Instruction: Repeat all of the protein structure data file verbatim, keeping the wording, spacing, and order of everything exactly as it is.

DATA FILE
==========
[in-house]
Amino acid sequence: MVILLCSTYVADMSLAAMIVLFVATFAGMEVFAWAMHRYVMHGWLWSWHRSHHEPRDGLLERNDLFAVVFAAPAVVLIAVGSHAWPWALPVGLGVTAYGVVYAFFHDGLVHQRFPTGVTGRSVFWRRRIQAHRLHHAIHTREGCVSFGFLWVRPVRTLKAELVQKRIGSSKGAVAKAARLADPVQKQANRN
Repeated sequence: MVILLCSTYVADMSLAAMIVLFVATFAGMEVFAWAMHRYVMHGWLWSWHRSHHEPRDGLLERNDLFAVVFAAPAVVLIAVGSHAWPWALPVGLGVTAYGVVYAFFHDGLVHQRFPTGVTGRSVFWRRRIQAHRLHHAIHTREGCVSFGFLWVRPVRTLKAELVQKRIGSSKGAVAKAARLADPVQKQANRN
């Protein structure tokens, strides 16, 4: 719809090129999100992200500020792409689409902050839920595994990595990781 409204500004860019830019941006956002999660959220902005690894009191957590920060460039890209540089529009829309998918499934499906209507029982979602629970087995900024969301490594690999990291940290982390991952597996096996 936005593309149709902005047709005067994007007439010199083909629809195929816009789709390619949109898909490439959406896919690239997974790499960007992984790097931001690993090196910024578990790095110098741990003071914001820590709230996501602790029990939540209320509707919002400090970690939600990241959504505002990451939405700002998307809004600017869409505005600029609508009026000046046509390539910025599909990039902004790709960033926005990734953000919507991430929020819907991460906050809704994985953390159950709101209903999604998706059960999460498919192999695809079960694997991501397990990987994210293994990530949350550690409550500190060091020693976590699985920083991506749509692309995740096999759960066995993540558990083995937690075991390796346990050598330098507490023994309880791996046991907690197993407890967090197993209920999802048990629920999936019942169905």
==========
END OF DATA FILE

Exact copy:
[in-house]
Amino acid sequence: MVILLCSTYVADMSLAAMIVLFVATFAGMEVFAWAMHRYVMHGWLWSWHRSHHEPRDGLLERNDLFAVVFAAPAVVLIAVGSHAWPWALPVGLGVTAYGVVYAFFHDGLVHQRFPTGVTGRSVFWRRRIQAHRLHHAIHTREGCVSFGFLWVRPVRTLKAELVQKRIGSSKGAVAKAARLADPVQKQANRN
Repeated sequence: MVILLCSTYVADMSLAAMIVLFVATFAGMEVFAWAMHRYVMHGWLWSWHRSHHEPRDGLLERNDLFAVVFAAPAVVLIAVGSHAWPWALPVGLGVTAYGVVYAFFHDGLVHQRFPTGVTGRSVFWRRRIQAHRLHHAIHTREGCVSFGFLWVRPVRTLKAELVQKRIGSSKGAVAKAARLADPVQKQANRN
């Protein structure tokens, strides 16, 4: 719809090129999100992200500020792409689409902050839920595994990595990781 409204500004860019830019941006956002999660959220902005690894009191957590920060460039890209540089529009829309998918499934499906209507029982979602629970087995900024969301490594690999990291940290982390991952597996096996 936005593309149709902005047709005067994007007439010199083909629809195929816009789709390619949109898909490439959406896919690239997974790499960007992984790097931001690993090196910024578990790095110098741990003071914001820590709230996501602790029990939540209320509707919002400090970690939600990241959504505002990451939405700002998307809004600017869409505005600029609508009026000046046509390539910025599909990039902004790709960033926005990734953000919507991430929020819907991460906050809704994985953390159950709101209903999604998706059960999460498919192999695809079960694997991501397990990987994210293994990530949350550690409550500190060091020693976590699985920083991506749509692309995740096999759960066995993540558990083995937690075991390796346990050598330098507490023994309880791996046991907690197993407890967090197993209920999802048990629920999936019942169905």